Why People Don't Save for Retirement

Companies should consider switching to auto-enrollment in retirement plans, because inertia keeps too many from signing up.

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Since the Industrial Revolution, pursuing automation has been a worthwhile endeavor. The microprocessor has accelerated automation to the point that doing things like keeping a Rolodex or paper calendar seem quaint. Automation and microprocessors have had a profound impact on people’s ability to plan and invest for their retirement, too. If you Google “online retirement calculator,” you find a plethora of websites devoted to helping people figure out how much they need to save for retirement. Technology doesn’t just help figure out the right amount, either;  technology is beginning to determine what assets to buy and when to purchase them. However, despite all this progress, people in the U.S. continue to woefully under-save for near-term expenditures, let alone their retirement. According to a recent survey by the Economic Policy Institute, 45% of work-age Americans do not have any retirement savings. As the old saying goes, "You can lead a horse to water, but you can’t make it drink." Our human brains are great at reacting to immediate threats but terrible at evaluating long-term risk. The risk of not having enough to live on once you stop working is one of our greatest long-term risks. The reason that most people don’t start saving for retirement has little to do with their income or age but rather the inertia of signing up for their employer-sponsored retirement plan. Behavioral finance dictates humans like to do the default. In other words, people will not participate in their 401(k) if that is the default. Alternatively, employees will participate in their 401(k) if that is the default. Unfortunately, most employer retirement plans still require participants to recognize their need to save for retirement, overcome inertia, overcome the default and sign up to participate. A client I recently worked with had a large hourly paid workforce. The 401(k) participation rate hovered around 30% (which is actually high for that industry) for about a decade. The employer did all the right things -- matched contributions, had education meetings and made an adviser available to speak with employees about the importance of saving and how to use the 401(k) plan. Nevertheless, more than two-thirds of employees would not overcome inertia and participate in the plan. The mere act of filling out a piece of paper to help them save for a long-term risk was too great. After we banged our collective heads against the wall, the employer decided to switch its 401(k) plan over to automatic enrollment at 3% of wages, with an annual increase of one percentage point, to a maximum of 5%. We all held our breath to see how many people would call human resources and ask to be taken out of the plan. But something surprising happened. HR’s phone didn’t ring. Eventually, a few employees did realize that money was coming out of their paychecks and opted out. However, today, the participation rate is 98% and has been for more than a year. There is already talk among lawmakers about instituting a national mandatory IRA, and some states are looking into similar programs. It’s not outside the realm of possibility to see something like an automatic retirement savings program pushed through the halls of Congress within our lifetime. Until then, I encourage you to look into the merits of implementing an auto-enrollment feature on your retirement plan.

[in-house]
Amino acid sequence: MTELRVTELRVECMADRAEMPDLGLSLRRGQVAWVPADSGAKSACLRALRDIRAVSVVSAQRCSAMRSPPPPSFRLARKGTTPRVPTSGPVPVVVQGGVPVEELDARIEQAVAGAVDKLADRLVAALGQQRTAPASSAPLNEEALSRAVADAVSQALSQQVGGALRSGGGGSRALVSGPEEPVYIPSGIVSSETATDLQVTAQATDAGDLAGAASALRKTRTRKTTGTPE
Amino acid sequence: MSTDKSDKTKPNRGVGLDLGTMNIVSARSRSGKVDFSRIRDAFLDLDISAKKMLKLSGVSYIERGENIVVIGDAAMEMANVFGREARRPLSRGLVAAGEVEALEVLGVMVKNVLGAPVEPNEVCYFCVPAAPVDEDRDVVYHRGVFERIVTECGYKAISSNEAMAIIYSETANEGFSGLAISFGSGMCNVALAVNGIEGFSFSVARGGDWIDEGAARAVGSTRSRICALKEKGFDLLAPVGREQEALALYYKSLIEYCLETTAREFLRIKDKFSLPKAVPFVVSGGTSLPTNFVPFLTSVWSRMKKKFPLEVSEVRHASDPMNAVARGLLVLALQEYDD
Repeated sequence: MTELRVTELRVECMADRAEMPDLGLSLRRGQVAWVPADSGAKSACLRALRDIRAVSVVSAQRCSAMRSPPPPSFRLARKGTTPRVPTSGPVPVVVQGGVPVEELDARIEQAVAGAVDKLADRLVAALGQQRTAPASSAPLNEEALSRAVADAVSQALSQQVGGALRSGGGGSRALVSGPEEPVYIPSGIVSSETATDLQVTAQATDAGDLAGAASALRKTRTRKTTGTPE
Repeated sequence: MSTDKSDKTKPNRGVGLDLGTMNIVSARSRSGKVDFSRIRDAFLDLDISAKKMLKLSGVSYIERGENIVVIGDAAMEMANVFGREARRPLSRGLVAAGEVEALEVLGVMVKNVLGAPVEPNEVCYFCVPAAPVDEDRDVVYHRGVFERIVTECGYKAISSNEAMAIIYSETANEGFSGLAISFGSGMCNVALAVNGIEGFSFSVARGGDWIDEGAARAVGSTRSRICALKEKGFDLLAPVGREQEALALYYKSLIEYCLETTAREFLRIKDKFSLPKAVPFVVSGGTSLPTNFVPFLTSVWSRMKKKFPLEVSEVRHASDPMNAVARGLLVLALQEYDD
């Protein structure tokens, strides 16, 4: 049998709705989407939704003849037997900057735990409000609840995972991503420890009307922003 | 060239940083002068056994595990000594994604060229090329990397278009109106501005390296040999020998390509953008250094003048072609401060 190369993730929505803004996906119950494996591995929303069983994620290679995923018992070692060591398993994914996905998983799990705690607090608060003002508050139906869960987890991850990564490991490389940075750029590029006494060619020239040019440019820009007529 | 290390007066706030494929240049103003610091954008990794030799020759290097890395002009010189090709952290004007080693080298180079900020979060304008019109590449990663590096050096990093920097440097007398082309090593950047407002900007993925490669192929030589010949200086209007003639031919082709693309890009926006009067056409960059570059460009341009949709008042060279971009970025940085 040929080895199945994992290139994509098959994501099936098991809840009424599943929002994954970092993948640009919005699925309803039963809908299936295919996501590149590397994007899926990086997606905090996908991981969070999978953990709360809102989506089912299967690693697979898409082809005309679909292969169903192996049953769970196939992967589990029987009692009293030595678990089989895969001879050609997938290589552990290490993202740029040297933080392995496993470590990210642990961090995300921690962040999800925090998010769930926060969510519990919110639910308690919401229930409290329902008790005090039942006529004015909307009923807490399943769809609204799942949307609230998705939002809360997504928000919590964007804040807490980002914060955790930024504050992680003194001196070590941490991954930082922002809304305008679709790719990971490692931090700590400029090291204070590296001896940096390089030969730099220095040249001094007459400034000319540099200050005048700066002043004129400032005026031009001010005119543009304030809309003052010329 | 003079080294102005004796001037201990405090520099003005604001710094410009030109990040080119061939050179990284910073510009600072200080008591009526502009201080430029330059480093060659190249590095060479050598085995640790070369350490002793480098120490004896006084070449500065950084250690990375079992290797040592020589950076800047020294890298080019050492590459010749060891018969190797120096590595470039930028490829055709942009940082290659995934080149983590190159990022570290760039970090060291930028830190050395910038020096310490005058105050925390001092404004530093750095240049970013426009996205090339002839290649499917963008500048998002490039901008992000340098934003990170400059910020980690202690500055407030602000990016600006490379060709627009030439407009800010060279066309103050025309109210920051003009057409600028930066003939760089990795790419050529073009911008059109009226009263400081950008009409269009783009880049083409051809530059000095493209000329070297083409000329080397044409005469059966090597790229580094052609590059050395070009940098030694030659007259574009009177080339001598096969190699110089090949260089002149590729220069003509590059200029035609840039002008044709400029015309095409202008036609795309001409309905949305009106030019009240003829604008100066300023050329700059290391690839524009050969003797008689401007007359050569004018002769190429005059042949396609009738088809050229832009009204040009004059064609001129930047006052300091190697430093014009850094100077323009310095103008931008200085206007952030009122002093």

Matt Page

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Matt Page

Matt Page has more than 15 years of experience in financial planning. He specializes in comprehensive, goal-based financial planning, investment management and group retirement plans.

Page graduated with a bachelor of science degree in finance and economics from the University of Oregon. During his career, he has attained certified financial planner (CFP) and chartered retirement plan specialist (CRPS) credentials.

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